Project Selection And Portfolio Management

Case Study 3.2 Project Selection at Nova Western, Inc.

This case presents an example that is common, in which different screening methods may yield different findings.  In this case, two projects are competing for funding; Project Janus, championed by the organization’s Software Development group and Project Gemini, which as the backing of their Business Applications organization.  Using a weighted scoring model, it appears that Project Gemini offers the best alternative in terms of the criteria employed.  On the other hand, when a Discounted Cash Flow approach is used, the results suggest that Project Janus will earn greater returns on initial investment.  Instructors can use this case to illustrate the fact that many times, selection models will point to conflicting results, particularly when financial models are paired with non-financial approaches.

Instructors can fashion a debate from this case, in which they assign one team to serve as champions for Project Janus and the other for Project Gemini.  It serves as a valuable exercise for requiring students to commit to one approach or another, defend their positions, and also examine these competing models for their strengths and weaknesses.

Questions

  1. Phyllis has called you into her office to help her make sense of the contradictions in the two project evaluations. How would you explain the reasons for the divergence of opinion from one technique to the next? What are the strengths and weaknesses of each screening method?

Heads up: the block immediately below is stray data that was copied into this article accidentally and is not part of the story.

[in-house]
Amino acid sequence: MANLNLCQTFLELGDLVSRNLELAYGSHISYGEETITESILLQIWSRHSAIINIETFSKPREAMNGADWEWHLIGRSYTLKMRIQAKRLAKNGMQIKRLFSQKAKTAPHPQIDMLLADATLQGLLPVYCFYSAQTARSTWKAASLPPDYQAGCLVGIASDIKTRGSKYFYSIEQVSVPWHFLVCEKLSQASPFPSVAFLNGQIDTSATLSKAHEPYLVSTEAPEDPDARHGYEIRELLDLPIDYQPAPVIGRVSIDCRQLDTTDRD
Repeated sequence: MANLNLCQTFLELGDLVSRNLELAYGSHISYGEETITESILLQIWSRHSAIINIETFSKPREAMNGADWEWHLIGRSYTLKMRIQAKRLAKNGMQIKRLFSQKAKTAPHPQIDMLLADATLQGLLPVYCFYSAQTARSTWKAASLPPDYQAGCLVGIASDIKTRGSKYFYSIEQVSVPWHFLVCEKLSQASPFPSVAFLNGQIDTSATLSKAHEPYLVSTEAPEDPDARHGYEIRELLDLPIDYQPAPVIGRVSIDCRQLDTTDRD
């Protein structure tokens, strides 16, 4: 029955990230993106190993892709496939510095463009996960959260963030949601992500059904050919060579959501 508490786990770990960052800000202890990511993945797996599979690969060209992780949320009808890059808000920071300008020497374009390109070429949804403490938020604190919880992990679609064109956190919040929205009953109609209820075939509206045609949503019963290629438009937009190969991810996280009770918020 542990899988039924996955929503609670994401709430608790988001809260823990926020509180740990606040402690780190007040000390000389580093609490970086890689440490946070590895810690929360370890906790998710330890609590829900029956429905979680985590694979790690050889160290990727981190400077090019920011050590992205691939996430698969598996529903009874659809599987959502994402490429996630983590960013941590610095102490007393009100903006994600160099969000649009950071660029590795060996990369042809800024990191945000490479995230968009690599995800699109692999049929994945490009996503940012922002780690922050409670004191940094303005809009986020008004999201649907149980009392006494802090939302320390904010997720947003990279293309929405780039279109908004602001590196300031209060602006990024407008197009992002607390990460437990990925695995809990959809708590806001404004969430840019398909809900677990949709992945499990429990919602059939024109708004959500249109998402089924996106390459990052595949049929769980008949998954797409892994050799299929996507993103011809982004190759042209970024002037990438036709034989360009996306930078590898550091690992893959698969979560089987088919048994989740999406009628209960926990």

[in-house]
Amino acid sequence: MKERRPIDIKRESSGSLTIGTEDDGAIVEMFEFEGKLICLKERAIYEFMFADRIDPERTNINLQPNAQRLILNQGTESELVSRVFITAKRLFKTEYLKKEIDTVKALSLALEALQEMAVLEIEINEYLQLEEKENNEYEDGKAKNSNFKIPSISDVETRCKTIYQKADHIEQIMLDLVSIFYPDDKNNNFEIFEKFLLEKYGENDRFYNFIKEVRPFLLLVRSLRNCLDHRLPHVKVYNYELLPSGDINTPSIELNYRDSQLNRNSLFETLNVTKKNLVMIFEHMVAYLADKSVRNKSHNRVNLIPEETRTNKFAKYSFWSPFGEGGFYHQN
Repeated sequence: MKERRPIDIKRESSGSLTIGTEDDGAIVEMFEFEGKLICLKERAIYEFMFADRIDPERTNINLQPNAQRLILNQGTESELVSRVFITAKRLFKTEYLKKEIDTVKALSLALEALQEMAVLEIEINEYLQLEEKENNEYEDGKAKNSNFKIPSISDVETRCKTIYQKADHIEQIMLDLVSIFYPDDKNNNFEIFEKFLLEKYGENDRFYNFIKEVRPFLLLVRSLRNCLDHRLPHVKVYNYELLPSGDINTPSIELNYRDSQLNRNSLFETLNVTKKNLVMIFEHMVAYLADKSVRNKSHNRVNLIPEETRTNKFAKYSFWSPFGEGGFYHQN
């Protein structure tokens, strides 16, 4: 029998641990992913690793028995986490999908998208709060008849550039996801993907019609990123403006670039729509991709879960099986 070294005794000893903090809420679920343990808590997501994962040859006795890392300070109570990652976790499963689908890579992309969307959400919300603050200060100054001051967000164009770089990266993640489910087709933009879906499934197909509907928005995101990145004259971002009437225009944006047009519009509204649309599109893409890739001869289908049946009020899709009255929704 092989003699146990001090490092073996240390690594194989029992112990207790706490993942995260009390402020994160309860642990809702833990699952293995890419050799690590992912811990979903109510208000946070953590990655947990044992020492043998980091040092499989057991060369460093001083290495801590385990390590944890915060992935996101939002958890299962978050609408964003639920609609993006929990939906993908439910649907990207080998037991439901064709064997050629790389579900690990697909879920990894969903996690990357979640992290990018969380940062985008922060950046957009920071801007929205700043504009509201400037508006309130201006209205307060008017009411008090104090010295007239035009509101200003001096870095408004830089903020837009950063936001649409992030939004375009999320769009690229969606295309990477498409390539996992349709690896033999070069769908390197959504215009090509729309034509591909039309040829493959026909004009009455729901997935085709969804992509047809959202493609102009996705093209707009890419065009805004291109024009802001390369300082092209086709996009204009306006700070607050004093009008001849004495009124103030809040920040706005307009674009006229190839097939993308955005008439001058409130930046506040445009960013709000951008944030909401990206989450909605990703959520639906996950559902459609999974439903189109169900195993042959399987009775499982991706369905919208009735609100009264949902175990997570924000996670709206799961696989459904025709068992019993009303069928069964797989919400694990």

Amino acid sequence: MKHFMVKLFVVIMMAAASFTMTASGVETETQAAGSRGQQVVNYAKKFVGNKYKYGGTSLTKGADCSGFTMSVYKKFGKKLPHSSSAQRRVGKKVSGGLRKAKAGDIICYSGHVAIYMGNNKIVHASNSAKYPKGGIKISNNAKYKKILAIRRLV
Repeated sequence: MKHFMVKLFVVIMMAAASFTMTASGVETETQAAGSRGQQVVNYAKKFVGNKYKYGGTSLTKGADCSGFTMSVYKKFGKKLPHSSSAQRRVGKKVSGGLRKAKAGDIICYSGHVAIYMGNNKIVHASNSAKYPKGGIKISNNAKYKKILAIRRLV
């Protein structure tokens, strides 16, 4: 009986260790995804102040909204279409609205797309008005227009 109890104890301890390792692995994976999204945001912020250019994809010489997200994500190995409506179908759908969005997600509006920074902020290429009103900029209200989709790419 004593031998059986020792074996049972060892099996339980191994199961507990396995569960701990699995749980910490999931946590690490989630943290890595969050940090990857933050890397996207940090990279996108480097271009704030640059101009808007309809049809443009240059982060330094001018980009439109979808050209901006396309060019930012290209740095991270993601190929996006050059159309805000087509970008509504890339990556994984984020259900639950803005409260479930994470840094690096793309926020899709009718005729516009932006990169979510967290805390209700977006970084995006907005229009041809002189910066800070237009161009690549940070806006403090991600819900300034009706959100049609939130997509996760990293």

2. Choose the project that you think, based on the two analyses, Nova Western should select. Defend your choice.
  3. What does this case suggest to you about the use of project selection methods in organizations? How would you resolve the contradictions found in this example?

Case Study 4.2—Finding the Emotional Intelligence to Be a Real Leader

As the title suggests, this case is about the concept of emotional intelligence and its role in effective leadership.  Kathy was a competent project manager who had been successful in the past, in other settings, but was failing badly in her first effort as head of a large, international project.  Her inability to understand her team’s sensibilities and her own domineering style are combining to create a highly negative team environment.  The nature of emotional intelligence is identified by possessing: (1) self-awareness, (2) self-regulation, (3) motivation, (4) empathy, and (5) social skill.  In this case, it appears that Kathy, though possessing strong motivation and, to some degree, self-regulation, is singularly lacking in empathy and social skills.  Further, it could be argued that she is doing a poor job with self-awareness as well, as she does not understand how her own behaviors contributed to these problems.

Questions

1. Discuss how Kathy lacked sufficient emotional intelligence to be effective in her new project manager assignment.

2. Of the various dimensions of emotional intelligence, which dimension(s) did she appear to lack most?  What evidence can you cite to support this contention?

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